Douglass’ Dual Purpose
Frederick Douglass' autobiography holds value in the fact that it was written by a former slave which allows for a view of slavery from the inside. In the narrative, Douglass simultaneously presents his own story, as well as the plight of the slave in general, to illustrate their lives. Douglass makes many arguments about the dehumanizing nature of slavery while also using his language to humanize all slaves. He makes arguments about destruction of slave family life, physical violence, and the withholding of education. Also, he uses allusion, symbolism, and diction to humanize himself and all African Americans.
One of the most emphasized dehumanizing aspects of slavery described by the author is the …show more content…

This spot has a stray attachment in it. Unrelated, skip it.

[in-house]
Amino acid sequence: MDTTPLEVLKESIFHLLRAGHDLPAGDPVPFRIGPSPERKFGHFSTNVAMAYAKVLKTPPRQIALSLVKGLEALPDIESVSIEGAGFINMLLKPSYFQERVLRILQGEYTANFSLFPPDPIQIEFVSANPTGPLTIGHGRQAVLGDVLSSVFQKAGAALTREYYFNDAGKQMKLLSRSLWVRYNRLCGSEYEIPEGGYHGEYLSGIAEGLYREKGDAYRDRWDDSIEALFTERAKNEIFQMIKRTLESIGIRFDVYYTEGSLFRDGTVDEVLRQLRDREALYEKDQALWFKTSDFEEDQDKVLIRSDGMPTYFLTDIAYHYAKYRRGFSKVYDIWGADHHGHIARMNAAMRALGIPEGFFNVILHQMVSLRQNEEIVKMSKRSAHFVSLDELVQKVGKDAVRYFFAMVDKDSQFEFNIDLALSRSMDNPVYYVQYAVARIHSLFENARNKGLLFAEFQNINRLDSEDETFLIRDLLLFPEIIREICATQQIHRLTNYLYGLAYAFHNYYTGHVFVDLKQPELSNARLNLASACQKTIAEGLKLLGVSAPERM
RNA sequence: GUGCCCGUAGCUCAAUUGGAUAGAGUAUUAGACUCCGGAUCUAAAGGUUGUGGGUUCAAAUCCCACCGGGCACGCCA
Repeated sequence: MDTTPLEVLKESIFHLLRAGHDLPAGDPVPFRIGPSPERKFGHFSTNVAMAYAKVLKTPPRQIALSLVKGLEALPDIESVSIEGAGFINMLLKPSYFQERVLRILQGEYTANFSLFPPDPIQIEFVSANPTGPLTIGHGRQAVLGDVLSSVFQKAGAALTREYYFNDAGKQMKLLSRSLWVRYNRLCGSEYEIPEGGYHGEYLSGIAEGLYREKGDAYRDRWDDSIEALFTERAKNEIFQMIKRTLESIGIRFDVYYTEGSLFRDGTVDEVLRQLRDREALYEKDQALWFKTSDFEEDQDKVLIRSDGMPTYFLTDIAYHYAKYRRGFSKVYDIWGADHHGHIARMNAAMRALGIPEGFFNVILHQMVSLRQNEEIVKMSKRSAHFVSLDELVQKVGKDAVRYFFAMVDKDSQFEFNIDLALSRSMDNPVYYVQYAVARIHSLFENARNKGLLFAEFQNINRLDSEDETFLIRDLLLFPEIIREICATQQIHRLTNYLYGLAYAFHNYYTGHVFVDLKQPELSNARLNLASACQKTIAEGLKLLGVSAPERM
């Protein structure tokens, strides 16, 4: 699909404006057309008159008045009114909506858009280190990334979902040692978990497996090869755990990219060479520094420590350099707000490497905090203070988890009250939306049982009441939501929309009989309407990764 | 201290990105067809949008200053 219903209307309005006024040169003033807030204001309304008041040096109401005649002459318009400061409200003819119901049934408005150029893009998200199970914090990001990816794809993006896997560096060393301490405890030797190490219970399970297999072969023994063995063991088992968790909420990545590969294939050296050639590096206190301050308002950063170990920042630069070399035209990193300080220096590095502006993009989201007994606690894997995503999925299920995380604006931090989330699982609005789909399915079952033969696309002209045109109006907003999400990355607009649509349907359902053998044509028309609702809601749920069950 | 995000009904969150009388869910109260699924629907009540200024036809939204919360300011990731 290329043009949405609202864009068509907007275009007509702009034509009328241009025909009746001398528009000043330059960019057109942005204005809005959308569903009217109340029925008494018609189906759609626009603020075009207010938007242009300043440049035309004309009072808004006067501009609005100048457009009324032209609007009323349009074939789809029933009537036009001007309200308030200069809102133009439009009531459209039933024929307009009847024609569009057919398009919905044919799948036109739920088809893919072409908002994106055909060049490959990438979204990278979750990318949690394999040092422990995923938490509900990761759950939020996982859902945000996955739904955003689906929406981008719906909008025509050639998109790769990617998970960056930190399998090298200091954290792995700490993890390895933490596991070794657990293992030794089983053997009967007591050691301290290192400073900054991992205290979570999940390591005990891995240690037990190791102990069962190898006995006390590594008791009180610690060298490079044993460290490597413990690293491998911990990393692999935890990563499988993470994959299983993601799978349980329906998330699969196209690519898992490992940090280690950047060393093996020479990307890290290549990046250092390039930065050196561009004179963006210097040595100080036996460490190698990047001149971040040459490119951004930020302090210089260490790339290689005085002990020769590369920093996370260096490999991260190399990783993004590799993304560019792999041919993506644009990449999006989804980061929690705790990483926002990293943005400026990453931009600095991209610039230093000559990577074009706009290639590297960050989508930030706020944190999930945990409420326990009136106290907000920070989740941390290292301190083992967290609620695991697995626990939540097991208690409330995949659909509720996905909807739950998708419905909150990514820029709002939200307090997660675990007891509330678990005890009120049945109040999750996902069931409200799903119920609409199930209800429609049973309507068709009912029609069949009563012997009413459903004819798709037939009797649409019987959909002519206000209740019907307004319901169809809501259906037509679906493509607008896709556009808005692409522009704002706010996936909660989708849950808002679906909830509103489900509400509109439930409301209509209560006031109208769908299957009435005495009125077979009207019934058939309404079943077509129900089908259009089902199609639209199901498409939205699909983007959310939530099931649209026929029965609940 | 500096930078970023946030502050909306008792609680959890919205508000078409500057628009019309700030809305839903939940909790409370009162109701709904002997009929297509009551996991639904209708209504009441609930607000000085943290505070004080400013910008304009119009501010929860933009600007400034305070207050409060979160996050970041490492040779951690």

He was enslaved in Maryland, a state known for its tolerable treatment of slaves in comparison to deep South counterparts. As a result, Douglass experienced some of the least brutal aspects of slavery, but he still experienced brutality beyond description. Mr. Covey, a slave owner known for his cruelty, epitomizes the behavior of most white slave owners. While under his employment, Douglass falls victim to exhaustion and, as a result, stops doing his work. Rather than attending to his medical needs, Covey instead chooses to beat Douglass, leaving a “large wound” on the man’s already aching head. While this act shows how little the well-being of the slaves mattered to the masters, it also shows how dehumanized and desensitized slavery made the masters. Covey was able to strike a defenseless, innocent young man, even drawing considerable amounts of blood, without showing any shred of remorse. Furthermore, this phenomenon is not exclusive to Mr. Covey. Another overseer, Mr. Gore, rivals Covey in sheer cruelty and lack of regret. When a slave runs into a creek to soothe his whip wounds and refuses to come out, Gore, with no hesitation, shoots the slave in his head. Again, there is an overseer who has no trouble committing sickening acts against slaves with little to no justification. This act, which provokes no reaction from Gore, sends a “thrill of horror” through everyone else on the plantation. His position as a slave owner and an overseer of slaves allows him to avoid the emotional toll this type of violence might take on the average man. He, like all other owners of slaves, simply becomes a victim of slavery’s